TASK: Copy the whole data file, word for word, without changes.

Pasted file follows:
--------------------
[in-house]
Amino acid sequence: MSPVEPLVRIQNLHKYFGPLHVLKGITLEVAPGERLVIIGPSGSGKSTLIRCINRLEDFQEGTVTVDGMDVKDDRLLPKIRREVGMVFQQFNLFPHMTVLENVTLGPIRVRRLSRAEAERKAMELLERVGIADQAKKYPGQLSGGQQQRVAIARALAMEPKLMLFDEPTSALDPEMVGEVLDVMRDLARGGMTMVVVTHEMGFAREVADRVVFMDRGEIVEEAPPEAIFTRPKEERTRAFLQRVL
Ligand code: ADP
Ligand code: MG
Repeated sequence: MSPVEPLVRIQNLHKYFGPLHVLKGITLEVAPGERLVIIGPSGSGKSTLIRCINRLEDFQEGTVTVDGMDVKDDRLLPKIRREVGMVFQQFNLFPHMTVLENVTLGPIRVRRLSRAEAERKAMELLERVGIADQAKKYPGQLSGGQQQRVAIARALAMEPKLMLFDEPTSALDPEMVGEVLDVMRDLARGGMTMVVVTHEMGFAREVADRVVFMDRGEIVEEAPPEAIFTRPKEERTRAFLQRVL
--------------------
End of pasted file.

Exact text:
[in-house]
Amino acid sequence: MSPVEPLVRIQNLHKYFGPLHVLKGITLEVAPGERLVIIGPSGSGKSTLIRCINRLEDFQEGTVTVDGMDVKDDRLLPKIRREVGMVFQQFNLFPHMTVLENVTLGPIRVRRLSRAEAERKAMELLERVGIADQAKKYPGQLSGGQQQRVAIARALAMEPKLMLFDEPTSALDPEMVGEVLDVMRDLARGGMTMVVVTHEMGFAREVADRVVFMDRGEIVEEAPPEAIFTRPKEERTRAFLQRVL
Ligand code: ADP
Ligand code: MG
Repeated sequence: MSPVEPLVRIQNLHKYFGPLHVLKGITLEVAPGERLVIIGPSGSGKSTLIRCINRLEDFQEGTVTVDGMDVKDDRLLPKIRREVGMVFQQFNLFPHMTVLENVTLGPIRVRRLSRAEAERKAMELLERVGIADQAKKYPGQLSGGQQQRVAIARALAMEPKLMLFDEPTSALDPEMVGEVLDVMRDLARGGMTMVVVTHEMGFAREVADRVVFMDRGEIVEEAPPEAIFTRPKEERTRAFLQRVL